Wind dies to give Mini sailors some time to reflect

They say that the Minis make the race by racing it.  At these rates, the sailors are reaching exceptional  speeds, but when the sea is choppy, they need to be very careful how they navigate to make the most of their boats, which are designed so well that they sometimes overspeed and cause problems. 

Several sailors  interviewed since the start of this Mini Transat îles de Guadeloupe  confessed without shame: never before in their lives have they  sailed at such high speeds in such sustained winds, for such a long time. For an amateur sailor, there are only a few warm up races each season, and it’s clear that the exercise is always more difficult than it seems.

You have to imagine life on board a Mini going at high speeds in 25 knots of wind. After some time, the  hull  stops surfing and crashes into the waves that permanently wash over the deck.  They don’t ever stop worrying that the autopilot will fail in its task… However they still have to sleep (even if for short periods), eat (or at least, stuff some food down), and drink. In these conditions, it’s no surprise that sometimes there’s a badly thought-out manœuvre  or something is dropped because it hasn’t been well attached: there’s no-one to blame.

Several competitors have now joined the cohort  of  walking wounded from the first stage. Fidel Turienzo (Satanas) is getting ready to stop in to one of the ports on the Portuguese coast  between Sines and  Lisbon to repair his damaged mast. Guillermo Cañardo (Peor Para El Sol) should also stop in Porto. Some of the other competitiors are still holed up in ports, such as Pilar Pasanau (Peter Punk) in La Coruna, Jonas Gerckens(Netwerk) in Peniche and Aymeric Blin (Le Marin des Alpes) in Sada.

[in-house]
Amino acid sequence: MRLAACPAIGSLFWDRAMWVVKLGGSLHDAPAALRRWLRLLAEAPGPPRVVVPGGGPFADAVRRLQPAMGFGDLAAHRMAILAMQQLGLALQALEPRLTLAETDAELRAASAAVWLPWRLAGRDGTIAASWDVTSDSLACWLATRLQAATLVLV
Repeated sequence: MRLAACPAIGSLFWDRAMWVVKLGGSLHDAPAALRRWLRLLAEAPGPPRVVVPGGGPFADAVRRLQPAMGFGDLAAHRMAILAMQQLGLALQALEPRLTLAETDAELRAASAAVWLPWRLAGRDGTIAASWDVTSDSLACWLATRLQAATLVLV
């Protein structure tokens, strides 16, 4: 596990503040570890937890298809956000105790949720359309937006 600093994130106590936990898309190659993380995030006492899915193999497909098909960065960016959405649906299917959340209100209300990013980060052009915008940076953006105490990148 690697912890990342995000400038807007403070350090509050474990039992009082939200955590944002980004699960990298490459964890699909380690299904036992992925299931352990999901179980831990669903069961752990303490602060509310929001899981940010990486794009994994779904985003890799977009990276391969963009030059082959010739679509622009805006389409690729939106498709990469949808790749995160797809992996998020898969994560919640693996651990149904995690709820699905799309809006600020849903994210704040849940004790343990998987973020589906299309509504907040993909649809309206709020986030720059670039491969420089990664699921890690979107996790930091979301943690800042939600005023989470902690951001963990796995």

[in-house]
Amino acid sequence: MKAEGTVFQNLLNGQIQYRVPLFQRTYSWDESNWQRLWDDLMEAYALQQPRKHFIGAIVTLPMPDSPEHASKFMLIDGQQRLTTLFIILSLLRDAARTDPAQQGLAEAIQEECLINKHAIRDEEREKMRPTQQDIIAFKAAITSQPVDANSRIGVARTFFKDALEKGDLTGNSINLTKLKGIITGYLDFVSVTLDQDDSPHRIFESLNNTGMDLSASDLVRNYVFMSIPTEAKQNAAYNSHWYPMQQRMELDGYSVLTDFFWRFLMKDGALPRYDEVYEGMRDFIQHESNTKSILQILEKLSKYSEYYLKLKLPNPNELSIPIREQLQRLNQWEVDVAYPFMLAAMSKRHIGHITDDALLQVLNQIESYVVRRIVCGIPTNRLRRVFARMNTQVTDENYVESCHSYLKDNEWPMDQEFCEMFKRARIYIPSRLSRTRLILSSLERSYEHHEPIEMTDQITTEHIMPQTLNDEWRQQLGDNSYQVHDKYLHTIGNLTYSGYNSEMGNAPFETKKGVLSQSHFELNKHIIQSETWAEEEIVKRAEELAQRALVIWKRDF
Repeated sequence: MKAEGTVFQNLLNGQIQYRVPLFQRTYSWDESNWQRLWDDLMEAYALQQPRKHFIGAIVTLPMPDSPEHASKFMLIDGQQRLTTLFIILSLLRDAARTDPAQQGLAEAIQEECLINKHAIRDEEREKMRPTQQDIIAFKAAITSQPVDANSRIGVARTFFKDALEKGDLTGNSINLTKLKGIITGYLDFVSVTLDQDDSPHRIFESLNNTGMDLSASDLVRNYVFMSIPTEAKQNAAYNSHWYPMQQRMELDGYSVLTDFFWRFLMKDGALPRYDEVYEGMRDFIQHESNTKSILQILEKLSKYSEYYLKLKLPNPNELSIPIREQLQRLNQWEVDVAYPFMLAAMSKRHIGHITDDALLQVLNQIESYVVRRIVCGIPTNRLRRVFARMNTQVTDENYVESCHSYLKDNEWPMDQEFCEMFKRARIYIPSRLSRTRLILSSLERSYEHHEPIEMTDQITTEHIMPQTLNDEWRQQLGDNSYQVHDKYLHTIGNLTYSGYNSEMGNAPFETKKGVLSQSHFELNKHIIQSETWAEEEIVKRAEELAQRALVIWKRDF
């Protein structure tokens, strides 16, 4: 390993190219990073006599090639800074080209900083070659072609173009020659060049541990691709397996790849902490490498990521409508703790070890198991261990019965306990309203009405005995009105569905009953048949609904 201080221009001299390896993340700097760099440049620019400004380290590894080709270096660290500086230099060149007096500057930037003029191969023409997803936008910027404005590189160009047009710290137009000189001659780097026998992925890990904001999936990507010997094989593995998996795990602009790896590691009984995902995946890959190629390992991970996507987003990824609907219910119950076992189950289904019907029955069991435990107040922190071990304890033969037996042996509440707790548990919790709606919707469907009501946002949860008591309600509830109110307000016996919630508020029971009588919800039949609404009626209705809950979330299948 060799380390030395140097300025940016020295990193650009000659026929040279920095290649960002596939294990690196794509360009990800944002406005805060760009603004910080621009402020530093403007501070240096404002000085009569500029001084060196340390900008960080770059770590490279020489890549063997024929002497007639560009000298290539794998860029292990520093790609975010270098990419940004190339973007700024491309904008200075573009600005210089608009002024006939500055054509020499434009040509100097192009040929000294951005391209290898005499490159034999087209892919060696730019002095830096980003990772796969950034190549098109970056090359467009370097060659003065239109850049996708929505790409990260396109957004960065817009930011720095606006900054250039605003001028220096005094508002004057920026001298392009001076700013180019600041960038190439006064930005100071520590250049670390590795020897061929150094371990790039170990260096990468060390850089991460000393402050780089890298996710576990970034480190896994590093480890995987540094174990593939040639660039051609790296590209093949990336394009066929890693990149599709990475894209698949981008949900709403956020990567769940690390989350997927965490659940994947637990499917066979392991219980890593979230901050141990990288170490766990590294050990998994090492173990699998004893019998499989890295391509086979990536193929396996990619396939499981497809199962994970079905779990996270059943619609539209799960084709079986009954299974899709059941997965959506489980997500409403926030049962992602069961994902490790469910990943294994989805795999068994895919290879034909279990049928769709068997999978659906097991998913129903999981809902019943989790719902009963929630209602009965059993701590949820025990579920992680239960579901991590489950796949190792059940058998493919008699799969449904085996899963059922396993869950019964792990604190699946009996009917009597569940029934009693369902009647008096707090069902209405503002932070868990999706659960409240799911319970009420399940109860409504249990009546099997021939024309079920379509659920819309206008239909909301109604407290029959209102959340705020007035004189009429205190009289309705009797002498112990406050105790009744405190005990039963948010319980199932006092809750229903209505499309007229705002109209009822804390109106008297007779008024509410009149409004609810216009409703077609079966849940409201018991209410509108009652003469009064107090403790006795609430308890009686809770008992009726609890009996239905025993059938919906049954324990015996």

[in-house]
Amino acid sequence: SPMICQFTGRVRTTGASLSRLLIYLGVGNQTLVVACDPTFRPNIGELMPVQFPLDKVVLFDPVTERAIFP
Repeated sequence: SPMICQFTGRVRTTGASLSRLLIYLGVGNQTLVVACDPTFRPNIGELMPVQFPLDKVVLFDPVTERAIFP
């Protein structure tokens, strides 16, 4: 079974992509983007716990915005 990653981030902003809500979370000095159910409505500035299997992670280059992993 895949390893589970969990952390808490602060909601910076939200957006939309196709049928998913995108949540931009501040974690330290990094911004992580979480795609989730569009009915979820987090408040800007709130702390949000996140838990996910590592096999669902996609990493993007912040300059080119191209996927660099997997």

The leaders hold firm

The leaders in both the one design and prototypes continue to dominate the race. Davy Beaudart (Flexirub) and Ian Lipinski (Entreprises Innovantes) had been tipped as race favourites. To date, they have not proved the predictions wrong. 

For others, it is a time for familiarising themselves with the boat: such is the case for Simon Koster (Eight Cube)  from Switzerland who explains that he is still going through the learning stages.

It’s important to note that some of the competitors are doing well, Despite their lack of experience: Edouard Golbery (Les Enfants du Canal) and  Mathieu Bourdais (Tous au Large) who are racing in the Series class, both with very  little Mini Circuit racing under their belts, currently lie in 9th and 10th place respectively in the provisional standings. Many  would not have imagined they would be doing so well…

Positions on  24 th September at 18 :00 (TU+2) :
Prototypes ( Eurovia Cegelec class) :
1 Davy Beaudart – 865 – Flexirub à 353,7 milles de l’arrivée
2 Frédéric Denis – 800 – Nautipark à 48,7 nm
3 Axel Tréhin – 716 – Aleph Racing à 50,0 nm
4 Ludovic Méchin- 663 – Microvitae à 54,0 nm
5 Luke Berry – 753 – Association Rêves à 54,6 nm

Series ( Ocean Bio-Actif class)
1 Ian Lipinski – 866 – Entreprise(s) Innovante(s) à 439,0 milles de l’arrivée
2 Tanguy Le Turquais – 835 – Terréal à 19,2 nm
3 Julien Pulvé – 880 – Novintiss à 38,2 nm
4 Charly Fernbach -869- (Hénaff le Fauffiffon) à 41,8 nm
5 Patrick Girod – 824 – Nescens à 50,9 nm 


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